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Plans to cap tenancy deposits will have major implications for tenants

The government’s proposals to cap tenancy deposits at no more than one month’s rent, as announced in the Queen’s Speech, will create major issues for tenants, warns Andrew Sanderson of AKS Residential.

The Draft Tenants’ Fees Bill, which is set to be implemented in spring 2018, will bring forward proposals to ban landlords and agents from asking tenants to make any payments as a condition of their tenancy with the exception of the rent, a capped refundable security deposit, a capped refundable holding deposit and tenant default fees.

It also introduces a cap on holding deposits at no more than one week’s rent and the security deposits that tenants leave with landlords, or their letting agents will be capped at a maximum of one month’s rent.

The Bill was introduced with the aim of tackling unfair fees on tenants to make the private rental market more affordable and competitive, but Sanderson is concerned about the impact this will have on many tenants.

He said: “This Bill is going to have major implications for tenants, particularly those with anything less than perfect references or those who have pets.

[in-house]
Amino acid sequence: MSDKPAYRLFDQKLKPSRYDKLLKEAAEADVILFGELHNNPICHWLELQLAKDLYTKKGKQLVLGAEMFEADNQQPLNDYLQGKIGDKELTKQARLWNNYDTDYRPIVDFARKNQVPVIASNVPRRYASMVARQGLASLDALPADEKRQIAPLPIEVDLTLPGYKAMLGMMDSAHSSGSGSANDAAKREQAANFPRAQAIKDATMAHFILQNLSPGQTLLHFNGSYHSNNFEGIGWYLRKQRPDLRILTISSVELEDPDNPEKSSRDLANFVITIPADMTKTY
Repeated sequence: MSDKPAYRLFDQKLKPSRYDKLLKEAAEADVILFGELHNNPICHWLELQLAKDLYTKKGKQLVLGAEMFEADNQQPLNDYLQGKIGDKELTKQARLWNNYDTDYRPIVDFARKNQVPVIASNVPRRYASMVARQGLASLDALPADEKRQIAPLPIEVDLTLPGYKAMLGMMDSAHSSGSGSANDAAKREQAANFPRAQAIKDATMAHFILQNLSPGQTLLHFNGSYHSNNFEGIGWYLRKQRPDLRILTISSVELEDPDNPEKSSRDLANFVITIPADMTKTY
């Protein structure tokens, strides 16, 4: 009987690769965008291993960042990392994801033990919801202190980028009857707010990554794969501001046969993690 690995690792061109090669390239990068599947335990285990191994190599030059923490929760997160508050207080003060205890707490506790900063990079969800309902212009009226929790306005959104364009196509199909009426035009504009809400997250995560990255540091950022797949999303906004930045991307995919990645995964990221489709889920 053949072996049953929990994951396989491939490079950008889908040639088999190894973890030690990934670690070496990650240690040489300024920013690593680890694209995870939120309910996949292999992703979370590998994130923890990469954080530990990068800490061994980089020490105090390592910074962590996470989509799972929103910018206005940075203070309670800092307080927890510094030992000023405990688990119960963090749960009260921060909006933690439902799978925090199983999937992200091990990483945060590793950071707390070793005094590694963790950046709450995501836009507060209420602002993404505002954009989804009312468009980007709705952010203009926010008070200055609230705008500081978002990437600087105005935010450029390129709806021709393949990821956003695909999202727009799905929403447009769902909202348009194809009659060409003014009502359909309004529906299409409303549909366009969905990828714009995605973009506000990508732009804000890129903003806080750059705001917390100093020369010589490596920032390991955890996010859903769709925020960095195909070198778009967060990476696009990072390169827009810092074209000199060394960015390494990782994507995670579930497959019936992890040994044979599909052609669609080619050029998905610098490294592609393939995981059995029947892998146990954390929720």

“At the moment, someone who may be viewed as a higher risk can mitigate this by paying a higher deposit so that the landlord is still happy to accept them as a tenant. If people in this circumstance can no longer pay a higher deposit, then there is a lot less chance that a landlord would want to accept them.”

The proposed changes will also impact on people who wish to rent with pets, as Sanderson explained: “Tenants who have got pets always pay a slightly higher deposit to protect the landlord against the extra risk of damage to their property caused by their pet.

“Even as it is, the majority of landlords don’t accept pets, so if you can’t collect a higher deposit then there will be even less landlords who would allow pets.”

  • Bill Wood

    I take a deposit of typically £1600, equivalent to 2 months rent or thereabouts. Not only does this discourage tenants not paying the rent on their last month of occupation, it also indicates to me that they have sufficient funds to undertake the tenancy comfortably. If a tenant begins a tenancy 'on a shoestring', the chances are they will become unstuck financially in a short time.

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